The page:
Crowcon gas detection fixed systems offer a flexible range of solutions that can measure flammable, toxic, and oxygen gases, report their presence, and activate alarms or associated equipment. Crowcon fixed gas monitoring systems (Xgard, Xgard Bright and XgardIQ) are designed to be interfaced with manual call points, fire and gas detectors, and distributed control systems (DCS).

Control Panels

Crowcon gas detection control panels offer a flexible range of solutions that can measure flammable, toxic, and oxygen gases, report their presence, and activate alarms or associated equipment. Crowcon fixed gas (Vortex, GM Addressable Controllers, Gasmaster) monitoring systems are designed to be interfaced with manual call points, fire and gas detectors and distributed control systems (DCS). In addition, each system can be engineered to drive remote annunciators and mimic panels. Crowcon has a gas detection product to suit your application regardless of your operation.

Temperature Measurement

Crowcon has extensive experience with temperature measurement. There are several models of temperature measurement, from pocket thermometers to industrial kits ranging from -99.9 to 299.9°C with probes and clamps. They are enhancing their fixed detection capabilities by adding high-temperature electrochemical sulphur dioxide detection for battery manufacturing and charging stations. This is critical during the first charge of a battery, as a fault is most likely at that time. Their fast-acting systems detect the precursors to thermal runaway and quickly terminate power to the batteries to avoid damage.

To find out more on the dangers of gas hazards in battery power visit our industry page for more information.

The Importance of Gas Detection in the Security, Government and Defence Industry

Those working in our frontline public sectors risk their lives every day to serve and protect the communities they come from, and work within. Fire crews, police constabularies and medical healthcare first responder teams, when working in volatile, conflict zones need to be suitably protected and equipped to undertake their life saving work. Different applications will require a range of equipment from fixed detectors, to portable devices and air quality testing platforms. Whatever it is, robust detection supports reliable service delivery in hostile sectors internationally.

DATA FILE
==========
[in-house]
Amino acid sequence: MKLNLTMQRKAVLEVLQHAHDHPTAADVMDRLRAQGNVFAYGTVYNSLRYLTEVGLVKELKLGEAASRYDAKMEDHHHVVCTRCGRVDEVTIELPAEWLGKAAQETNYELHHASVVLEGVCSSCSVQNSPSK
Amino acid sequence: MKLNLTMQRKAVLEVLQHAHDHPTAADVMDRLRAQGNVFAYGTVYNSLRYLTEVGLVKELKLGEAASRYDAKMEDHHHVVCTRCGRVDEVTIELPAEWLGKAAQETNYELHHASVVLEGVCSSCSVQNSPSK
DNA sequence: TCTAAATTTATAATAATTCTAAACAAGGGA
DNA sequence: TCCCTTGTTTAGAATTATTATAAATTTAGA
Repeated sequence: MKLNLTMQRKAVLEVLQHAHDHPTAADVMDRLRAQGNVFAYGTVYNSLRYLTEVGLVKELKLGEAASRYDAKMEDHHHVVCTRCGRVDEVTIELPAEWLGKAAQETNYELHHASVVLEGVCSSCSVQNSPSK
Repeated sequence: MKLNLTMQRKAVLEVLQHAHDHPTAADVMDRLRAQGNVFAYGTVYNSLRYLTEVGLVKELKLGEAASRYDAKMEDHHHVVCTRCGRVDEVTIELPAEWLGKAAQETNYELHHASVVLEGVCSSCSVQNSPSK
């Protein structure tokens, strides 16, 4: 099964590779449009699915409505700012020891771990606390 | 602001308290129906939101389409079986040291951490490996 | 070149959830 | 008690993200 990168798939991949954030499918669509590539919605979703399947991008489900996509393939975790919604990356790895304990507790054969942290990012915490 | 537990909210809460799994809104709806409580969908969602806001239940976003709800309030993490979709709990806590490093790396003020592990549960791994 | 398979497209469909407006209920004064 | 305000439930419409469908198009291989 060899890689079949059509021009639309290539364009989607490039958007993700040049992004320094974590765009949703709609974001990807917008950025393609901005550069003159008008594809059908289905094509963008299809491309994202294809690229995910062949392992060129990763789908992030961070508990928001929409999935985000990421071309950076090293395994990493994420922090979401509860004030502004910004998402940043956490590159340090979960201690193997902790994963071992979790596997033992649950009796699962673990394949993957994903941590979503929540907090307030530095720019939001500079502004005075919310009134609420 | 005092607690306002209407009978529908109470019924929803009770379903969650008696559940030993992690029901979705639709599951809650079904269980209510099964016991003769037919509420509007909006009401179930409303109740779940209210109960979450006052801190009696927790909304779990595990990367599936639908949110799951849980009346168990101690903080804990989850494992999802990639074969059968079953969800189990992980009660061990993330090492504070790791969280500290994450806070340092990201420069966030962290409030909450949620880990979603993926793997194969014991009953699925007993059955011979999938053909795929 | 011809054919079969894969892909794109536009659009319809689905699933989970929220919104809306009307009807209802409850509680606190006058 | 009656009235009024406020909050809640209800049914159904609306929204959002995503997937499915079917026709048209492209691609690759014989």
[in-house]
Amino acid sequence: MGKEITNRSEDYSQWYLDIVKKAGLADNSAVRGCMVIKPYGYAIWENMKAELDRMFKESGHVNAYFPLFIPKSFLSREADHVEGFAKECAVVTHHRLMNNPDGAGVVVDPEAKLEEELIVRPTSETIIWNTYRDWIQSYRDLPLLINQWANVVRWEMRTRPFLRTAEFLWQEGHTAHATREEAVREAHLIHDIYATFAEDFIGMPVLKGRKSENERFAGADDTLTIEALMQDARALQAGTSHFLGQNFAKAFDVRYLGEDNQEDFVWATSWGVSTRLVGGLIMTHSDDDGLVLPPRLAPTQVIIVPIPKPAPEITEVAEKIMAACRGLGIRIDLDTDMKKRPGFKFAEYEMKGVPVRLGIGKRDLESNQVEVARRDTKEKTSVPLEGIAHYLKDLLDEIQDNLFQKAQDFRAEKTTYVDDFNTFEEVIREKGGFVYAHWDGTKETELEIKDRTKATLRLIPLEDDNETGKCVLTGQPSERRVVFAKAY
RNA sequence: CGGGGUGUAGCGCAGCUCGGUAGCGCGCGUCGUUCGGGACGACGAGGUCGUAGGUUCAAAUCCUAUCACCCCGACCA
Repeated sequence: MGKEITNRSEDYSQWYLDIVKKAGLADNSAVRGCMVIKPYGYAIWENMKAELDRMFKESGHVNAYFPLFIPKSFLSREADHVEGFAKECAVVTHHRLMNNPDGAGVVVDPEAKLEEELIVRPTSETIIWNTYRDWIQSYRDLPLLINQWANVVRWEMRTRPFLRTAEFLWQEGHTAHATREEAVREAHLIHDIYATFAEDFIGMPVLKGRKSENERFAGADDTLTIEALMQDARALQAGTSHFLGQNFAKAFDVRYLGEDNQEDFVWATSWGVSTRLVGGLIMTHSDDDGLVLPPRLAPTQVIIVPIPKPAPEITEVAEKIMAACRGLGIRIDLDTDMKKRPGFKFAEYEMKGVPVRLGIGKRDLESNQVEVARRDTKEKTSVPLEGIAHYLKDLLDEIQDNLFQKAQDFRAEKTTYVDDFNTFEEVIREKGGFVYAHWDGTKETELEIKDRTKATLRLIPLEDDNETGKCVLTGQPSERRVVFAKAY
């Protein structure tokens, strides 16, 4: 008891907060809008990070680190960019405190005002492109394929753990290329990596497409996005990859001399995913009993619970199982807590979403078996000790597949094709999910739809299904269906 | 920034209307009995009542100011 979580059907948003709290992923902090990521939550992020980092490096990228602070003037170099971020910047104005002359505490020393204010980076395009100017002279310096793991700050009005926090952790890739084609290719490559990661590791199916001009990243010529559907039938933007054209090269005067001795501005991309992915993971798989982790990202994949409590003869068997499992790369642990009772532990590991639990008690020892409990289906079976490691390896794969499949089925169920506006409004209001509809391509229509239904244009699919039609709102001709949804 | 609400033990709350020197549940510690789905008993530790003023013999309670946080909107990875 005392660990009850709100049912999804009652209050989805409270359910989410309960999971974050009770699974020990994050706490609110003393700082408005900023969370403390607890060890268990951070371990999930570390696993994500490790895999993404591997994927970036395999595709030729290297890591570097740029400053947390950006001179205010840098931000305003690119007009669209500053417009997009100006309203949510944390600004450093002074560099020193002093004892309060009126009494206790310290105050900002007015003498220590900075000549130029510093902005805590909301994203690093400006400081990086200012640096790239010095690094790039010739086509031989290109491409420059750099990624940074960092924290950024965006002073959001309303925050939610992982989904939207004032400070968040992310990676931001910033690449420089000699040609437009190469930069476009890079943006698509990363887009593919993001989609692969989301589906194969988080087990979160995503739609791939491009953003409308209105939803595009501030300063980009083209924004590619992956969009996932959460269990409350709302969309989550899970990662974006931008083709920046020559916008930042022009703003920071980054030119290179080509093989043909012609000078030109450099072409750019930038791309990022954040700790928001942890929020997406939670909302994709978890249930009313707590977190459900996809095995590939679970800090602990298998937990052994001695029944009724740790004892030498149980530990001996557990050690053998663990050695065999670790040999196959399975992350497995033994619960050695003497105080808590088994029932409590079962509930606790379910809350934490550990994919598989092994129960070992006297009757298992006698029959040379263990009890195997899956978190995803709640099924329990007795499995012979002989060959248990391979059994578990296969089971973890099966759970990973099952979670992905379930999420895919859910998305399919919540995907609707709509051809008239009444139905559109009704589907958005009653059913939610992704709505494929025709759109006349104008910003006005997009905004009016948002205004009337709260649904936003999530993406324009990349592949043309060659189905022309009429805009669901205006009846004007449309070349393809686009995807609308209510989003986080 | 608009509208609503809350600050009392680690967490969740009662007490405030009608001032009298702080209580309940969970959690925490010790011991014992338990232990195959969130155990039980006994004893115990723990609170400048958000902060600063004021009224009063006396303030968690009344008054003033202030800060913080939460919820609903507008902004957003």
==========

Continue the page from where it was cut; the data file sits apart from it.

Within the crucial security, defence and government sectors the need for appropriate gas detection equipment is wide ranging. From a country’s armed forces, to their plethora of government departments, the varied applications within each area give rise to the workers within it encountering many different hazardous substances, specifically toxic and flammable gases.

Gas Hazards in the Security, Government and Defence Industry

For teams working within the defence sector, including the Royal Navy, British Army, Royal Air Force and Strategic Command, teams operate within hazardous, often life threatening environments. Whether it’s in a combat situation, or a training environment, the likelihood of encountering hazardous gases and materials are heightened in these fields. For example, teams operating in confined spaces, such as submarine crews, are at risk from the accumulation of toxic gases, reduced airflow and restricted monitoring and maintenance time. Whether based on sea, in the air, or on land, utilising exemplary gas detection equipment is a priority to allow teams to focus on the mission at hand and remain aware of any chemical, biological or radiological hazards.

Concealed and Confined Spaces

In concealed and confined spaces, such as submarines, crews are more at risk from hazardous gas build ups. With crews living and working for upwards of three months in these circumstances, false gas level readings and alarms can be catastrophic. Atmospheres need to be managed and overseen with the utmost caution to ensure the vessels can support life, as well as to monitor any potentially life-affecting substances.

Carbon Monoxide and Volatile Organic Compound (VOCs)

For those dealing with fire in their roles, whether this is as an arson investigator, fire fighter, or police officer there is a risk of carbon monoxide and volatile organic compound (VOCs) consumption. Utilising appropriate gas detection equipment in these environments can provide a way to analyse the evidence and assess which compounds or gases are present in the atmosphere as a result of fire, combustion or explosion. If ingested, VOCs and carbon monoxide can harm human health. Side effects include eye, nose and throat irritation, shortness of breath, headaches, fatigue, chest pain, nausea, dizziness and skin problems. In higher concentrations the gases can cause lung, kidney, liver and central nervous system damage.

Decontamination and Infection Control

When dealing with potential biological, chemical, radiological and nuclear incidents, specifically in the case of casualty contamination, monitoring the gases and harmful elements present can be life saving. Decontamination processes can bring workers into contact with a range of harmful gases including hydrogen peroxide, chlorine, ethylene oxide, formaldehyde, ammonia, chlorine dioxide and ozone. Due to the dangers of each of these gases, areas should be efficiently monitored during all phases of the decontamination process, including before personnel re-enter the area, during decontamination and when PPE is being removed by staff. For the areas where decontamination chemicals are stored, fixed gas detectors can keep teams aware of any leaks prior to workers entering the storage area.